“It was terrible for him,” Kaiser said. After the Indians’ bus accident, Lohrke took it upon himself to drive one of his teammate’s widows back to her parents’ home in San Francisco. He then moved on to San Diego, where he comforted another teammate’s widow. When he finally reported to his new team, the owner chewed him out because it took so long to arrive from Spokane. “Where were you?” the man barked. Lohrke replied, “I have delivered widows.”
Suddenly I heard myself thinking aloud in Kaiser’s office, struggling to process my own, more banal happiness as her father’s. How could Jack Lohrke – how would someone with moral integrity – look back on his survival and feel unequivocally good and deserve it, and also not be tormented by compassion and hypersensitivity to risk? “I think,” Kaiser said, “you have to be pretty self-centered to think that the importance of your life is more important than anyone else’s.
“He was always worried about us,” Kaiser continued. Lohrke normally seemed quite balanced, but he would panic if one of his children didn’t come home before dark. Kaiser recalled that one day, when she was 7 or 8, her father was on the roof fixing something, and she pitifully begged to be allowed upstairs to help. Finally her father gave in. ‘Daddy said, ‘Ah, bring her here.’ And she was hoisted up.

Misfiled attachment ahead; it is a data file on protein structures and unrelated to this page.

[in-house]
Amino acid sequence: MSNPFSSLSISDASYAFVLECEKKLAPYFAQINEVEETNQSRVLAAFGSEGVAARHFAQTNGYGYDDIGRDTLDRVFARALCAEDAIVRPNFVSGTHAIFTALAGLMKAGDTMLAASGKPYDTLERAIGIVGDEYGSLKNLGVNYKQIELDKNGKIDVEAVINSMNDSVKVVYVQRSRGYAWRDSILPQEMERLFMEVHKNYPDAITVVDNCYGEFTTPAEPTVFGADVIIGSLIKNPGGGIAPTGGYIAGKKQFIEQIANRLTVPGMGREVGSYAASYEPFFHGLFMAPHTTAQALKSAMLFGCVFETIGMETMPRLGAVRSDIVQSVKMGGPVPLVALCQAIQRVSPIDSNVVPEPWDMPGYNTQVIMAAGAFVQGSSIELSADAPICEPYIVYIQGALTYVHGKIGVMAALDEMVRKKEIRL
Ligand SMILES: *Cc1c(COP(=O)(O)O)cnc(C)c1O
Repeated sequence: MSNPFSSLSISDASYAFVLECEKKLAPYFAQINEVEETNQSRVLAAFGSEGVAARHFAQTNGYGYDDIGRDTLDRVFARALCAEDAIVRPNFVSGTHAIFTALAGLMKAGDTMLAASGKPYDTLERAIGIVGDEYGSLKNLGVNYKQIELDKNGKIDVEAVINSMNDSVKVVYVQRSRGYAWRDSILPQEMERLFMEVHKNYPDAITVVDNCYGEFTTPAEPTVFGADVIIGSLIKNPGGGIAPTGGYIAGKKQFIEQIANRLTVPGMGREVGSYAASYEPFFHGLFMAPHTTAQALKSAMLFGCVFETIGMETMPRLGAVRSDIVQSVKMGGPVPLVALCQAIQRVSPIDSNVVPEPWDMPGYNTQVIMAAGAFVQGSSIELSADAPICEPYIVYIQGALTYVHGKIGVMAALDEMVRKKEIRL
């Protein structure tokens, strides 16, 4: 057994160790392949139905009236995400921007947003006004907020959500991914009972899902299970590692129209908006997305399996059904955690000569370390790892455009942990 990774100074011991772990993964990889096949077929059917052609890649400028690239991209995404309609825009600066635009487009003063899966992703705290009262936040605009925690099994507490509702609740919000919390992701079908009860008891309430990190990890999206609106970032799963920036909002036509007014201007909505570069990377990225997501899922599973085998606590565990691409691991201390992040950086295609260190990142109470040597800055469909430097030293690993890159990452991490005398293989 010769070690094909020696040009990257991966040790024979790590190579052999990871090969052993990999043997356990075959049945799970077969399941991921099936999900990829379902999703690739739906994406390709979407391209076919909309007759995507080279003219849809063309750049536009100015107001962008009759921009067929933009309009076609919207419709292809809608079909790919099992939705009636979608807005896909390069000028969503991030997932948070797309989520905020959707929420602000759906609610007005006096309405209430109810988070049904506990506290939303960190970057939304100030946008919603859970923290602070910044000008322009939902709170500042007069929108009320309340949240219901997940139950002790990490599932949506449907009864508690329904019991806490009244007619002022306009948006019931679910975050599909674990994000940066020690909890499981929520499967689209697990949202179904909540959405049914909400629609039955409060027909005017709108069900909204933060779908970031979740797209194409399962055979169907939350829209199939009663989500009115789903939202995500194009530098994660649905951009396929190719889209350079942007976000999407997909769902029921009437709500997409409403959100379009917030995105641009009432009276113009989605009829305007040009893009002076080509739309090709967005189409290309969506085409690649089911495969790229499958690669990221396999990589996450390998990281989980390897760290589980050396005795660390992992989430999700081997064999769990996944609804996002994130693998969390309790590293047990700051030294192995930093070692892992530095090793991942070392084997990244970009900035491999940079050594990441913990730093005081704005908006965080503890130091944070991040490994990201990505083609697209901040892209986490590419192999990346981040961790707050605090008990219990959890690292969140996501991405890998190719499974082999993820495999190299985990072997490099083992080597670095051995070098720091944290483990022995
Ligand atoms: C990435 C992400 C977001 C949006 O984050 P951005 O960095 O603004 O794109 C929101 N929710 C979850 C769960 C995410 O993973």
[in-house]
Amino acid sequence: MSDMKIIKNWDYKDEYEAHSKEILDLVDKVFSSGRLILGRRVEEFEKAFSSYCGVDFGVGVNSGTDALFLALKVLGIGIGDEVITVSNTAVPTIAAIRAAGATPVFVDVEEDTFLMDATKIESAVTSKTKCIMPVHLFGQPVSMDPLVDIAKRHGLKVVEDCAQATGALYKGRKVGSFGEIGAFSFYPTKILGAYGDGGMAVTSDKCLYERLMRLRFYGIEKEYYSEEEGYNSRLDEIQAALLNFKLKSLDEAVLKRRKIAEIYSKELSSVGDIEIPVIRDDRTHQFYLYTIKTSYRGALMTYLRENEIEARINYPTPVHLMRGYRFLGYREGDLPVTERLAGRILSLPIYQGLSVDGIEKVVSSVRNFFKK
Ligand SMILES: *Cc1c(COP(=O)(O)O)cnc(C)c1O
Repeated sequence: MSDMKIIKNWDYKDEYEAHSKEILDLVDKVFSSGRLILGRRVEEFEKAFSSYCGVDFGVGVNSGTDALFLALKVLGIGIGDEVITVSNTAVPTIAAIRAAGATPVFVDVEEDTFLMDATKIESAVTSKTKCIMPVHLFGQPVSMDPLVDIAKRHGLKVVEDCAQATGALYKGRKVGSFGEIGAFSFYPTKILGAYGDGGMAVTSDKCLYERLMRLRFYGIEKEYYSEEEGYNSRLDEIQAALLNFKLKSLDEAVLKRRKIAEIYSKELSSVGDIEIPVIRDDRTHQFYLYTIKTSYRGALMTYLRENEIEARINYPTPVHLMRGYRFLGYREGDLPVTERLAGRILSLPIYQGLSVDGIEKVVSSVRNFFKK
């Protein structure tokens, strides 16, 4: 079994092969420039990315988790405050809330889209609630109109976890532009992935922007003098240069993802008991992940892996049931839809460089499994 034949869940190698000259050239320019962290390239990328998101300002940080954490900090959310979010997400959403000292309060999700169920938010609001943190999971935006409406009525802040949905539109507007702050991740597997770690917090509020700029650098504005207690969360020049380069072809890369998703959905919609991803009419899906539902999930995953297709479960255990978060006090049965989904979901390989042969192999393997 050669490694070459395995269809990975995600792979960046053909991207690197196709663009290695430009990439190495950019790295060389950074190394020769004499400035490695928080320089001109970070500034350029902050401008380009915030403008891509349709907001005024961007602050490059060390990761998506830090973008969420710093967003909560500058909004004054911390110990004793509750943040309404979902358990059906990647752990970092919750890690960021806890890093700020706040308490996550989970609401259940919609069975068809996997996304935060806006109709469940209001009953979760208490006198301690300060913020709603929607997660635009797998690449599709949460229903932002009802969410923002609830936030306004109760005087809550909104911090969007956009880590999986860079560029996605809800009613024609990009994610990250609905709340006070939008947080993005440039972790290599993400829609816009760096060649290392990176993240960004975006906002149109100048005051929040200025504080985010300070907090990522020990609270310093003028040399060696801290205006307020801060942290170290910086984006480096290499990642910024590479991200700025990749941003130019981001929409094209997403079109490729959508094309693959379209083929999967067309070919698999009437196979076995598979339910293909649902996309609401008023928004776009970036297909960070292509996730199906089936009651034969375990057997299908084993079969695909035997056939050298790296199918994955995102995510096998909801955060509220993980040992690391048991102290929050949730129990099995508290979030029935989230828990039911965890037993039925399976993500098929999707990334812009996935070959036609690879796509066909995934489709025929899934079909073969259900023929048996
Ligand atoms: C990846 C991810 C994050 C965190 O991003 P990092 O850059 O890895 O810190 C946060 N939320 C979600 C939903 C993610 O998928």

Lohrke set his daughter down, pulled the extra denim from her trouser legs away from her body, and drove nails through the fabric all around, securing his child to the clapboards so she wouldn’t slip off.
“I was happy as a clam,” Kaiser told me, “just sitting there, just being where he was.”
I bought two hot dogs in the top of the fourth but won no money. Frankly, I suspected I didn’t even stand a chance of winning any money, because I ordered my hot dogs at a time when the smaller of Avista Stadium’s two concession stands temporarily ran out of hot dogs—a fleeting and completely forgivable collapse of hospitality, of which I’m sure Otto Klein will hurt to read here. Within minutes, workers rushed in from the stadium kitchen, first with a tray of hot dogs and then with two bags of sandwiches, to clear the backlog of customers. I watched as the people behind the counter gathered and packed them together as quickly as possible. In their haste, they seemed to have given up on the project of stuffing dollars into the dogs. However, I later found out that this was not a mistake. All money was paid out in the early innings. I had misunderstood and missed the whole thing.
Frankly, I didn’t care. It was a minor disappointment at worst. I realized I hadn’t been to a baseball game since accompanying my daughter’s field trip to see the Mariners in the spring of 2019, and I felt grateful to take in all the usual beautiful baseball stuff around me, the nuanced inflections of an experience I had known all my life. I reconnected with all the nostalgic clichés – the creak of the bat, and so on – but also more subtle details: the helpless feeling of rushing to the bathroom and hearing a tense, collective roar, a terrible, collective groan, and knowing I’d missed an opponent’s home run; watching a little red-haired girl, the age of my youngest daughter, crawl past the seats on the right field to the Indian bullpen with a green Crayola marker in her hand, flip through her program and match the number on the back of the closest player to his name, and then muster the courage to call Mr. Whoever He Was To Ask For His Autograph; the narcotic, stadium-wide wash of white noise and murmurs that can miraculously occur during the slump of a very long at bat.